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János Ferencsik (Conductor)

Born: October 18, 1907 - Budapest, Hungary
Died: June 12, 1984 - Budapest, Hungary

The noted Hungarian conductor, János Ferencsik, actively played music even as a very young boy. He took violin lessons and taught himself to play the organ. He studied at the National Conservatory of Music in Budapest, where his major subjects were organ performance, theory and composition. In 1927, at the age of 20, he joined the Budapest State Opera, where he was engaged as a rehearsal coach (repetiteur), rising to the position of full conductor in 19301 or 19312.

Thereafter, János Ferencsik pursued a double career track as both opera and symphony conductor. In 1930 and 1931, he served as an assistant conductor at Bayreuth, coaching many of the festival's most prominent singers. In Bayreuth, he assisted Arturo Toscanini, an experience which was to be of decisive importance for the remainder of his career. Between the two world wars, he studied in Budapest under such conductors as Arturo Toscanini, Bruno Walter, Felix Weingartner and Wilhelm Furtwängler.4

János Ferencsik's international career began in 1937. By the end of the 1930’s, he was one of the Hungarian Opera's leading conductors. His artistic career came to fuil fruition after 1945. He was Chief Conductor of the Hungarian Radio and Television Symphony Orchestra, which he helped establish, from 1945 to 1952. In 19521 or 19532, he was appointed General Music Director of the Budapest Opera (or from 1957 to 19744), as well as Principal Conductor of the Hungarian National Philharmonic Orchestra2 (Hungarian State Symphony Orchestra1) in Budapest, where he remained until the end of his life. From 1960 to 19672 or from 1953 to 19761, he was also Conductor Chairman of the Budapest Philharmonic Orchestra. He was principal guest conductor of the Wiener Staatsoper from 1948 to 1950 , returning in 1964. In Vienna he was also a frequent guest conductor of the Wiener Philharmoniker and Wiener Symphoniker.4

János Ferencsik toured widely abroad, conducting on every continent with the exception of Africa. In 1957, he led the London Philharmonic Orchestra in his first time conducting in the British Isles. His American debut came in 1962 when he led performances of Carmen, Der Rosenkavalier (with Elisabeth Schwarzkopf), and Falstaff at San Francisco to broad acclaim. To the press, he asserted "In art and love, one must not lie!" Ferencsik returned in 1963 to conduct Rossini's Barber and Mozart's Così fan tutte, and in 1977, for a glowing Ariadne auf Naxos with Leontyne Price. At Edinburgh in 1963, Ferencsik brought his Hungarian company to perform a Béla Bartók triptych. Aside from appearances at the Wiener Staatsoper, Ferencsik performed at the city's music festivals and at Salzburg.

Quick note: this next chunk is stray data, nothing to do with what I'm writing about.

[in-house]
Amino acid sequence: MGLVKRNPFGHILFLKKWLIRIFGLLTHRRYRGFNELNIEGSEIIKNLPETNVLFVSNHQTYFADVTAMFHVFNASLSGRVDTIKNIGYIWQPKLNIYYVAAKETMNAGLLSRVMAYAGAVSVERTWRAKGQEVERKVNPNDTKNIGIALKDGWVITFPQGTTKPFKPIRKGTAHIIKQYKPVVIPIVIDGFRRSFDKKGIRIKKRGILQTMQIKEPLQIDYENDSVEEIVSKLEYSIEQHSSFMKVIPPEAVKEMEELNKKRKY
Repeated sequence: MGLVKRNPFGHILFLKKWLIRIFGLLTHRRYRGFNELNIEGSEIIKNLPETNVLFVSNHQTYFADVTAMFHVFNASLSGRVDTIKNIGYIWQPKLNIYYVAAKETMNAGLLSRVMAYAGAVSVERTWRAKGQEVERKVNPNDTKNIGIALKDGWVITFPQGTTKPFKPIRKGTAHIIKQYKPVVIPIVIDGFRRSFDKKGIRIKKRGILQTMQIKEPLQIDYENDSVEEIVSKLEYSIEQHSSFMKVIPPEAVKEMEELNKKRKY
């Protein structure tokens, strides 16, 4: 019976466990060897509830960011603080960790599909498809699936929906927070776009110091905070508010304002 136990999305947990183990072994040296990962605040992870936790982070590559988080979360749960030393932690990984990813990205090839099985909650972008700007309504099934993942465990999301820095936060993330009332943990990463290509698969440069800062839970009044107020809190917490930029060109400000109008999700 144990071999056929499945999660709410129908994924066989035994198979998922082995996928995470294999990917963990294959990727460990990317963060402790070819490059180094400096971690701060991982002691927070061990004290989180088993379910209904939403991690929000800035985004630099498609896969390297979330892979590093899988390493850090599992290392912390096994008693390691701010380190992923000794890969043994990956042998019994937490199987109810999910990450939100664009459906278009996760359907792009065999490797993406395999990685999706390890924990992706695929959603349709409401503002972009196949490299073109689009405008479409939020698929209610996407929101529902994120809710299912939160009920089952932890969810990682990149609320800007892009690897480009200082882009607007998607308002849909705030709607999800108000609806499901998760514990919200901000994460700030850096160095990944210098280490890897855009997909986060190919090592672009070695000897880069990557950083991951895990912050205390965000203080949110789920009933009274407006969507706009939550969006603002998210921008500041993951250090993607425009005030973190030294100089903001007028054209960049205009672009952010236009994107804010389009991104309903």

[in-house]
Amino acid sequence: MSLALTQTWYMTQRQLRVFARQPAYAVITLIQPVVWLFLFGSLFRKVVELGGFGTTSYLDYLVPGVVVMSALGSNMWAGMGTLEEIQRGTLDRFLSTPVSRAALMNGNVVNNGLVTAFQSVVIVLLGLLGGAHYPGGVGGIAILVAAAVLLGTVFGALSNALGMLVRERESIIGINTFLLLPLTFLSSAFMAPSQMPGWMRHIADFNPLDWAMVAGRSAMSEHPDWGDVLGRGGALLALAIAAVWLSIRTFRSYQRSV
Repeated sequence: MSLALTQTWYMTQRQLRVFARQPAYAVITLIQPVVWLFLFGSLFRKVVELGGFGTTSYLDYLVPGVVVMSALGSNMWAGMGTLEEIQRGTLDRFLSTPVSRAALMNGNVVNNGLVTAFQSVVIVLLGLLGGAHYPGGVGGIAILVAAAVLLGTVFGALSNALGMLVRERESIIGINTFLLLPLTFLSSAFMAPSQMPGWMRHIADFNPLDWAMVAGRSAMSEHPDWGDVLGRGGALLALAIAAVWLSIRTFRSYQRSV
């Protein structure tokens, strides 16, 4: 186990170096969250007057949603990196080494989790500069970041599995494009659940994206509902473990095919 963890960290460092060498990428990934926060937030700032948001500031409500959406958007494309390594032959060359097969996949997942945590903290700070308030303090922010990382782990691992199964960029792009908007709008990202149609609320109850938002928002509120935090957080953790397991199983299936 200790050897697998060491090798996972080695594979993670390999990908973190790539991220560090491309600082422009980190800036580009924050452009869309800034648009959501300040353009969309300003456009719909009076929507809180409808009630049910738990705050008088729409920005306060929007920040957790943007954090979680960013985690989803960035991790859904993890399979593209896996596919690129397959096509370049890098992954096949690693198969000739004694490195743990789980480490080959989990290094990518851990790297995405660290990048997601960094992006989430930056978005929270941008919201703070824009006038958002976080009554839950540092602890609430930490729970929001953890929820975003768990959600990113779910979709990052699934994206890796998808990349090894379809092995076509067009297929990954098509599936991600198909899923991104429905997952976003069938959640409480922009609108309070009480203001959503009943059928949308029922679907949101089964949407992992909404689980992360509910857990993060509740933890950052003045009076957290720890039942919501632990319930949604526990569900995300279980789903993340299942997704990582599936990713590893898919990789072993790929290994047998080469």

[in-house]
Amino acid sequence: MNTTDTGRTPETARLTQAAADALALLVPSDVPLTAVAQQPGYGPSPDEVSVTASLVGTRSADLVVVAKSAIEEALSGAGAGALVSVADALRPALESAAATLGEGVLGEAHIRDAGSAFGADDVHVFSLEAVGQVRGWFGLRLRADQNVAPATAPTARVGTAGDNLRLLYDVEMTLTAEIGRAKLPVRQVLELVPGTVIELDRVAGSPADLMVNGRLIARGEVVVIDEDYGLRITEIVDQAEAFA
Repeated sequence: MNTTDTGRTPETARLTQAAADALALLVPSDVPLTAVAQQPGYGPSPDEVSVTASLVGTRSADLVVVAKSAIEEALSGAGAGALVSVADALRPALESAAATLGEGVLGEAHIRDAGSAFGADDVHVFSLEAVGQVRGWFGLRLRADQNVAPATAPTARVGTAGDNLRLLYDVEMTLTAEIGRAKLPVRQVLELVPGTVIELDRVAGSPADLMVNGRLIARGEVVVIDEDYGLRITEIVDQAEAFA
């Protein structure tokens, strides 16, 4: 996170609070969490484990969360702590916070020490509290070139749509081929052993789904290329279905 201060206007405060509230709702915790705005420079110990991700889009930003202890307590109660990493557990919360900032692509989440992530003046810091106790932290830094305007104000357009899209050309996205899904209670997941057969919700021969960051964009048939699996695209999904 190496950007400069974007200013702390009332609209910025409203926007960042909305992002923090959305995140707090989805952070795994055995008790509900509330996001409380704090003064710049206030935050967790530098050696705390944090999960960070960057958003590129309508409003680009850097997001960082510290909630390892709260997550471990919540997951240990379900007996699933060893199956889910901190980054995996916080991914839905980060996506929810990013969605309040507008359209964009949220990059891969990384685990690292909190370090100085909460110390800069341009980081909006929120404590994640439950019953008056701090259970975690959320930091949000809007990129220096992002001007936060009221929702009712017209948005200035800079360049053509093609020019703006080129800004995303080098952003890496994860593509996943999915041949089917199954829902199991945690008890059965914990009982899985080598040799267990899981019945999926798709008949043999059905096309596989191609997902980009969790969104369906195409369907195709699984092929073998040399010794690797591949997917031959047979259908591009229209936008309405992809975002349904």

János Ferencsik was a friend of Hungarian composers Laszlo Lajtha, Béla Bartók and Zoltán Kodály, was known for his persuasive interpretations of their works and other Hungarian repertoire, and helped spread contemporary Hungarian music abroad. For his services to Hungarian music, Ferencsik was liberally recognized. Among other honors, he received the Excellence Award and was twice the recipient of the coveted Kossuth Prize, Hungary's top music prize (1951, 1961). The Order of the Banner was bestowed upon him by the Hungarian government on his 70th birthday. In his later years, he held a professorship at the Franz Liszt Academy.

János Ferencsik was one of the leading Hungarian conductors of his time (and there were numerous ones). He chose to remain an integral part of Hungarian musical life. While others of the generation between Szell and Fritz Reiner, on one hand, and Georg Solti, on the other, elected to become international stars, Ferencsik stayed active and present in Budapest. Exemplary performances of Hungarian music, however, did not preclude stylish work in a broader repertoire. He died in Budapest after a long illness, at age 77.

His recorded legacy is substantial, much of it available on budget labels. In addition to a variety of Hungarian compositions, Ferencsik recorded a number of Austro-German works to positive effect. Among his many recordings are two of Z. Kodály's Székelyfonó.

János Ferencsik [06] János Ferencsik [07] Sculpture of Janos Ferencsik by Beni Ferenczy (1890-1967) [03] János Ferencsik conducting the Hungarian State Orchestra [04]
János Ferencsik conducting the Hungarian State Orchestra [02] János Ferencsik conducting the Hungarian State Orchestra [05]

Hungarian soprano Karola Agai with János Ferencsik [08]

Violinist Zoltán Székely, who premiered Béla Bartók's second violin concerto, and conductor János Ferencsik during a Hungarian television broadcast, early 1970’s. [01]

1. Baker’s Biographical Dictionary of 20th Century Classical Musicians (1997)
2. All Music Guide Website (Author: Erik Eriksson)
3. Wikipedia Website (May 2011, based on liner notes to the album “L.v. Beethoven's Symphonies Nos 1 and 7, Hungarian Philharmonic Orchestra”, on LaserLight)
4. Obituary in New York Time (June 13, 1984)
Contributed by
Aryeh Oron (May 2011)

János Ferencsik: Short Biography | Recordings of Vocal Works

Links to other Sites

János Frencsik (Wikipedia)
János Ferencsik (AMG)
Janos Ferencsik, 77; Hungarian Conductor (NY Times) [Jun 1984]

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